This will be a non-issue if the man they call Jesus gets shelled and lasts about 2.2 innings. But against the Pirates at home, that seems unlikely.
I’m sure this comes off as just whining. That’s exactly what it is. I want to see both of next Tuesday’s spectacles in their entirety. I wanna, I wanna, I wanna!!!!
Another possible title for this post: “Kendry Morales does his best to one-up Bill Gramatica.
Chalk up another case of seeing something new in every baseball game — and even slightly after the game ends. Here’s the abbreviated description:
Morales, the Angels’ best power threat and a fifth-place finisher in last year’s MVP vote, blasts a walk-off grand slam Saturday to left-center field and Angel Stadium’s inhabitants burst into euphoria. Here comes the slugger around third, all of his teammates are waiting to beat him up, you know, in a good way. He tosses his helmet to the ground, races for the plate, hops up into the air aaaaaaaaaaaaaaaand …
***Disclaimer: This post is most likely a waste of your time. But if you enjoy baseball stats about mid-level players presented for no evident reasons, then keep reading by all means.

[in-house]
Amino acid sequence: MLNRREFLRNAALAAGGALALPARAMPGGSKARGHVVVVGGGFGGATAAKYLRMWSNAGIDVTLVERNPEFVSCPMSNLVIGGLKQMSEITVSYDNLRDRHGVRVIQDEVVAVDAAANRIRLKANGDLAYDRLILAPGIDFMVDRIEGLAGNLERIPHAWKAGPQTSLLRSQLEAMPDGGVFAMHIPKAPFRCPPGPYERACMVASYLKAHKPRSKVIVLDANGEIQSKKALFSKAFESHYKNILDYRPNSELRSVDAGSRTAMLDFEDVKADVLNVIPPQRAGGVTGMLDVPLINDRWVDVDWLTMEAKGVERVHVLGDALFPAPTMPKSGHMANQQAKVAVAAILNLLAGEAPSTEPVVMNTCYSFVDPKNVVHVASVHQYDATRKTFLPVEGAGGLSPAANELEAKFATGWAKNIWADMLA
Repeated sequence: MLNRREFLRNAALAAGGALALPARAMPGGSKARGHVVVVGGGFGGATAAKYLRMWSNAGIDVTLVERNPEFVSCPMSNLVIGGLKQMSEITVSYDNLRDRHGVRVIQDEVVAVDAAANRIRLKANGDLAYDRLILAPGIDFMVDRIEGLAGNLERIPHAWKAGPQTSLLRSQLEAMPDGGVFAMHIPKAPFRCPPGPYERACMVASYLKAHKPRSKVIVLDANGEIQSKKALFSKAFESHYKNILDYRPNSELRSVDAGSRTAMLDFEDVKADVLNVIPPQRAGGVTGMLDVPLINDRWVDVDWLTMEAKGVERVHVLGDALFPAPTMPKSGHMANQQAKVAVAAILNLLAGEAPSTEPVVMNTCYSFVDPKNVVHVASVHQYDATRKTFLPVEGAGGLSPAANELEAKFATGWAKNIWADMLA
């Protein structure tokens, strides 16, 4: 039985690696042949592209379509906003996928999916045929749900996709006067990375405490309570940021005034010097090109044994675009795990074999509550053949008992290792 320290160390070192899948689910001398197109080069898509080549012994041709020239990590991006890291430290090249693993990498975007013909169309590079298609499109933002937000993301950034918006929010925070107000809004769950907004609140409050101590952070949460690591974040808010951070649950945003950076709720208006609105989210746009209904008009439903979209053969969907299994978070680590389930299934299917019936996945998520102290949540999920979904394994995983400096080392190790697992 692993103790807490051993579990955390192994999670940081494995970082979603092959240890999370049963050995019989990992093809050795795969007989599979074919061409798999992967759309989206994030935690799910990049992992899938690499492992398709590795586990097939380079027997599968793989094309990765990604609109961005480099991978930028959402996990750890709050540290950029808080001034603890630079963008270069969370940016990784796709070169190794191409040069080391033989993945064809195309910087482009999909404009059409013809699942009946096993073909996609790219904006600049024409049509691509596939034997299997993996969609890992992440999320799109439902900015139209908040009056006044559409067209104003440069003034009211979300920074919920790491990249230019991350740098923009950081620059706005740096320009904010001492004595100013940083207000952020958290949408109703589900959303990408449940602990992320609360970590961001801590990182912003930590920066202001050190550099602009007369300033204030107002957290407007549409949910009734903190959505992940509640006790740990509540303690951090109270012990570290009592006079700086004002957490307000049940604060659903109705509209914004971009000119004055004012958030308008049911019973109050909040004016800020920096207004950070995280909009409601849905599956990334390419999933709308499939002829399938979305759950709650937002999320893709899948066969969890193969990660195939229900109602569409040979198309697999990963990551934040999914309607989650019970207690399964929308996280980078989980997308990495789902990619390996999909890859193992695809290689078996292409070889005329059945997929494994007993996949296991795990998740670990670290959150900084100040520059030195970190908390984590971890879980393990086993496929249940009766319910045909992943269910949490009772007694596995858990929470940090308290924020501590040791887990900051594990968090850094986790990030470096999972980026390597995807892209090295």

I’m sure I’ve said this here before, but you’ll see something completely new every time you watch a baseball game. Usually, that means when you see it live, but tonight, I saw something on TV that I just had to look up because it seemed impossible to have occurred before.
Matt Stairs recorded an intentional walk and a stolen base in the same game.
Why is that important? Why is it even interesting? I’m not sure. It’s neither to most, but it’s gotta have some appeal if you are reading a blog post that you knew was about Matt Stairs.
There are certain players who randomly pique my interest. Zack Greinke is at the top because he is dominant, understated, has a great back story and the best baseball-inspired T-shirt ever. I love Francisco Liriano because I’ll never forget his 2006 season. I think Chaz Schilens will be one of the best receivers in football when his body stops betraying him.